In this 2 part article series we will learn how to build your own recommendation engine with the help of Python, from basic models to content-based and collaborative filtering recommender systems.

Recommender Engines or Systems are among the most popular applications of data science today. They are used to predict the “rating” or “preference” that a user would give to an item. Almost every major tech company has applied them in some form or the other: Amazon uses it to suggest products to customers, YouTube uses it to decide which video to play next on autoplay, and Facebook uses it to recommend pages to like and people to follow. What’s more, for some companies -think Netflix and Spotify, the business model and its success revolves around the potency of their recommendations.

Netflix’s long list of suggested movies and TV shows is a fantastic example of personalized user experience. In fact, about 70 percent of everything users watch is a personalized recommendation, according to the company.

Getting to that point hasn’t been easy, and improving on its recommendation system is an ongoing process. Netflix has spent well over a decade developing and refining its recommendations.

In a very general way:

Recommender systems are algorithms aimed at suggesting relevant items to users (items being movies to watch, text to read, products to buy or anything else depending on industries).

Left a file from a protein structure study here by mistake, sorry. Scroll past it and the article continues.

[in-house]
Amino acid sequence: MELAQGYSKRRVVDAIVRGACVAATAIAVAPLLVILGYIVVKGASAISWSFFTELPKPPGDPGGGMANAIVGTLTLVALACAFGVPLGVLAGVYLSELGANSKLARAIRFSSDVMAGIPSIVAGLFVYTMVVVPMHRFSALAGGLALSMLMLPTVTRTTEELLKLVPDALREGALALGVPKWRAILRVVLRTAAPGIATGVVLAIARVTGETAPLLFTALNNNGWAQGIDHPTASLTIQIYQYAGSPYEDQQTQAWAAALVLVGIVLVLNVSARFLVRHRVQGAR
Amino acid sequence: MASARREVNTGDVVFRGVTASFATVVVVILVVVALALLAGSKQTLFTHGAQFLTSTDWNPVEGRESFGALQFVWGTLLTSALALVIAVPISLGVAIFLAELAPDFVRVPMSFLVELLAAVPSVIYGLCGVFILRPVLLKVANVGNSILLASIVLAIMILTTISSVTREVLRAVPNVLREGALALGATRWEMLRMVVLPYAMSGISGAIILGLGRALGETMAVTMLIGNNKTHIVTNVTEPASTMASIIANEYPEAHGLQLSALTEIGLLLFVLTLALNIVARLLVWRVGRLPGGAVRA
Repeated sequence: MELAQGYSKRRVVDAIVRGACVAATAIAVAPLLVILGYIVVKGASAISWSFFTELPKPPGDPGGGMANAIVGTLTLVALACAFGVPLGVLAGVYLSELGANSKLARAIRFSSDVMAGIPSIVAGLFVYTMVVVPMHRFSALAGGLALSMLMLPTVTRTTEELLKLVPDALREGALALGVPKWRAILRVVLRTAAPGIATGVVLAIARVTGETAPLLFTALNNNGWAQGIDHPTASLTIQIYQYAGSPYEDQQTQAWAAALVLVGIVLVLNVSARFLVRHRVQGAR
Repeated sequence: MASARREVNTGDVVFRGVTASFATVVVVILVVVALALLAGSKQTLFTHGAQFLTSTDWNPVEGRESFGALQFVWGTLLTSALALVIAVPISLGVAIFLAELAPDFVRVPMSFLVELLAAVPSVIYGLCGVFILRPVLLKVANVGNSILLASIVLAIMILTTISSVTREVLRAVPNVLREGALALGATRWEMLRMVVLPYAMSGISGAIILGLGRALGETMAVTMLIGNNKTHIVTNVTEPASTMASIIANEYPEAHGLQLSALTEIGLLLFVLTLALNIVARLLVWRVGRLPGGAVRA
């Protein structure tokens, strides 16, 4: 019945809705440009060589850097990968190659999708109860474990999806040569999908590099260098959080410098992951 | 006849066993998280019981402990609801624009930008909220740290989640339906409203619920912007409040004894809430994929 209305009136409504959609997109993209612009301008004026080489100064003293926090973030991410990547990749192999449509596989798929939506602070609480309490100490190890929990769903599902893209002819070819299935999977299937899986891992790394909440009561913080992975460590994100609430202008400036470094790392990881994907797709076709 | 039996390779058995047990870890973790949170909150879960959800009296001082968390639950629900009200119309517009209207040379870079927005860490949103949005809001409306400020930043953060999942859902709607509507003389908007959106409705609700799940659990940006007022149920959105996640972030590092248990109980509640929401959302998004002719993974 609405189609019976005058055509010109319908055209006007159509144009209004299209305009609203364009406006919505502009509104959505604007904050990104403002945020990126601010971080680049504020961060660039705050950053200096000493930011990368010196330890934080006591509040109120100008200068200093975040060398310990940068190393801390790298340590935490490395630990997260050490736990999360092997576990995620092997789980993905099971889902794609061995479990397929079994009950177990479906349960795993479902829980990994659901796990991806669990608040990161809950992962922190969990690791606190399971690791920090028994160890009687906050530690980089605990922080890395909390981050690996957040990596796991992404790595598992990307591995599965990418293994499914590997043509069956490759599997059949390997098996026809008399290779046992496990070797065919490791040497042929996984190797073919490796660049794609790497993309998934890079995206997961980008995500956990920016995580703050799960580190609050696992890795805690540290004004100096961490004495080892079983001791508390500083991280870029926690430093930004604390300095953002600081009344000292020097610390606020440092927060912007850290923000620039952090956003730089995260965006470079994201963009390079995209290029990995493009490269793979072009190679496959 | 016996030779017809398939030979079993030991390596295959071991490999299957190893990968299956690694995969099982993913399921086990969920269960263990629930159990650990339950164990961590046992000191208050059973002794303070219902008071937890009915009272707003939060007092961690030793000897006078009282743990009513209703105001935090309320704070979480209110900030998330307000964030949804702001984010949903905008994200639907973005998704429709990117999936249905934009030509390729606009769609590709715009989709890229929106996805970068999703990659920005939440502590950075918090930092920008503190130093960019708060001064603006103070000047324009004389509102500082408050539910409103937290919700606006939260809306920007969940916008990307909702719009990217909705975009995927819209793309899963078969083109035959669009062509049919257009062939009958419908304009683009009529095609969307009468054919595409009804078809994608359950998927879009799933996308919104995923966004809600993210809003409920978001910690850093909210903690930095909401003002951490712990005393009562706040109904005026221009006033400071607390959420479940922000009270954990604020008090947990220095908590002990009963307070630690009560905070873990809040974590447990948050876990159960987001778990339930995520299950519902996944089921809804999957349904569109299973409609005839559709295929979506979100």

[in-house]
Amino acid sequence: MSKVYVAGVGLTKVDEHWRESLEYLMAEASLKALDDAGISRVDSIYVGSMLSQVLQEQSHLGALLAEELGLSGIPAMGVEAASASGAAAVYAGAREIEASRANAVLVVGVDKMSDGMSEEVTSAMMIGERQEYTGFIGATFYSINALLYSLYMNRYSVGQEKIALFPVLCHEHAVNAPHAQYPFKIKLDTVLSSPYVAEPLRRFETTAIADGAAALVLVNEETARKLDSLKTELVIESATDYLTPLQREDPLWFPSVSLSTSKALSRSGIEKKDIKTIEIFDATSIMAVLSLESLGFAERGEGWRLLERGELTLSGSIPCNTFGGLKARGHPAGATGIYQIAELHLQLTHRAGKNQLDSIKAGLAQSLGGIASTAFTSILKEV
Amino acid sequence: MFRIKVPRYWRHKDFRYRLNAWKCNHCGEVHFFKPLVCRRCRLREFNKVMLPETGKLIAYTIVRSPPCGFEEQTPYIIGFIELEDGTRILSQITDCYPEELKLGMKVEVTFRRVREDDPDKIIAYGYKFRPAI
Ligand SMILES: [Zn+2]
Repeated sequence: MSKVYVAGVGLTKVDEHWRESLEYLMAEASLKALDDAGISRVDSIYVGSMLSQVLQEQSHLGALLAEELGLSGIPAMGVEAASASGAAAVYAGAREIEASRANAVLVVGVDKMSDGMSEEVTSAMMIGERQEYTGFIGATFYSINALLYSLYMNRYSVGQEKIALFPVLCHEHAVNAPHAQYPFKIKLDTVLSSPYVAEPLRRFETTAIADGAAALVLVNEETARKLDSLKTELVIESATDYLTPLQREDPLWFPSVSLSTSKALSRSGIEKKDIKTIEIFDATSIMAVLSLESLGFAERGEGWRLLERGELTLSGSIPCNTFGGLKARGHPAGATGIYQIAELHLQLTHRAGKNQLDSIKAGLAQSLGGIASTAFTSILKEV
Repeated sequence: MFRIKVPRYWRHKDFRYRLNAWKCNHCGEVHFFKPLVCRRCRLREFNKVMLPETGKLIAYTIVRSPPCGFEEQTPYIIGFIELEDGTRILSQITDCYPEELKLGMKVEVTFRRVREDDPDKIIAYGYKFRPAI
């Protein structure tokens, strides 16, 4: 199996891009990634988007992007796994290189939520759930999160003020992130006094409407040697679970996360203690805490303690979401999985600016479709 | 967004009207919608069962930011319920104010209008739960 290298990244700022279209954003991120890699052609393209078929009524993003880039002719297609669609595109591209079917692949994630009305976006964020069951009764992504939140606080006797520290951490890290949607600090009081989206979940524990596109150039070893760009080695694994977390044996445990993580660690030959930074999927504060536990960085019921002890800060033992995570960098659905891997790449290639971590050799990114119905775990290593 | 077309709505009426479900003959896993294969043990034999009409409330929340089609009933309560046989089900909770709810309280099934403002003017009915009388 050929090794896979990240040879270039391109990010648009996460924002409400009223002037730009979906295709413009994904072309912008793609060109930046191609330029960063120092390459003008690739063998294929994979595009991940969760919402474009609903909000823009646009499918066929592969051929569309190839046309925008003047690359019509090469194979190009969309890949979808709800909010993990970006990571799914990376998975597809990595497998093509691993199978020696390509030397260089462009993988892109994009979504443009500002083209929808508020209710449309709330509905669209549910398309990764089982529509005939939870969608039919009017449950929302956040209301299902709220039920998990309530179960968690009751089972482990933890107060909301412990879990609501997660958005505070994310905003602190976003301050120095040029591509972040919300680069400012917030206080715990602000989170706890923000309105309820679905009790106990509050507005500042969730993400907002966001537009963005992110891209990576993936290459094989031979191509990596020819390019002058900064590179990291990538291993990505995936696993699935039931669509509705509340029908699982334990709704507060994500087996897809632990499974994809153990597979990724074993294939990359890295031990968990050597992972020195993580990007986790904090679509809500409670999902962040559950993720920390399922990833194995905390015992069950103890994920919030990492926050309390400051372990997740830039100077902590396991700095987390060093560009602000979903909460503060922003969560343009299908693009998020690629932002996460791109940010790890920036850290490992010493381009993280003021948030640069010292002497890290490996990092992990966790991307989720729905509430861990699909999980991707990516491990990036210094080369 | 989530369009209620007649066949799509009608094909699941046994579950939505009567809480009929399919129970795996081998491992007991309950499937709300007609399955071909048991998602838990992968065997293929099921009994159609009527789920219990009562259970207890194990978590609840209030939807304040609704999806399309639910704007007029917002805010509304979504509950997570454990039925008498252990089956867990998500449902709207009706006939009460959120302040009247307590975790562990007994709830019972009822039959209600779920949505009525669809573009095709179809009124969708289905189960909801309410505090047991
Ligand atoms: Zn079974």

**Why Recommender systems are even needed?**

As the World Wide Web continues to grow at an exponential rate, the size and complexity of many web sites grow along with it. For the users of these web sites, it becomes increasingly difficult and time-consuming to find the information they are looking for. User interfaces could help users find the information that is in accordance with their interests by personalizing a web site.

Some web sites present users with personalized information by letting them choose from a set of predefined topics of interest. Users, however, do not always know what they are interested in beforehand and their interests may change over time which would require them to change their selection frequently. **Recommender systems** provide personalized information by learning the user’s interests from traces of interaction with that user.

Broadly, Recommender Systems can be classified into 3 types:

**Simple recommenders**: offer generalized recommendations to every user, based on the popularity of the restaurant. The basic idea behind this system is that restaurants that are more popular and critically acclaimed will have a higher probability of being liked by the average audience.**Content-based recommenders**: suggest similar items based on a particular item. This system uses item metadata, such as Locality, Cuisine, rating, etc. for restaurants, to make these recommendations. The general idea behind these recommender systems is that if a person liked a particular item, he or she will also like an item that is similar to it.**Collaborative filtering engines**: these systems try to predict the rating or preference that a user would give an item-based on past ratings and preferences of other users. Collaborative filters do not require item metadata like its content-based counterparts.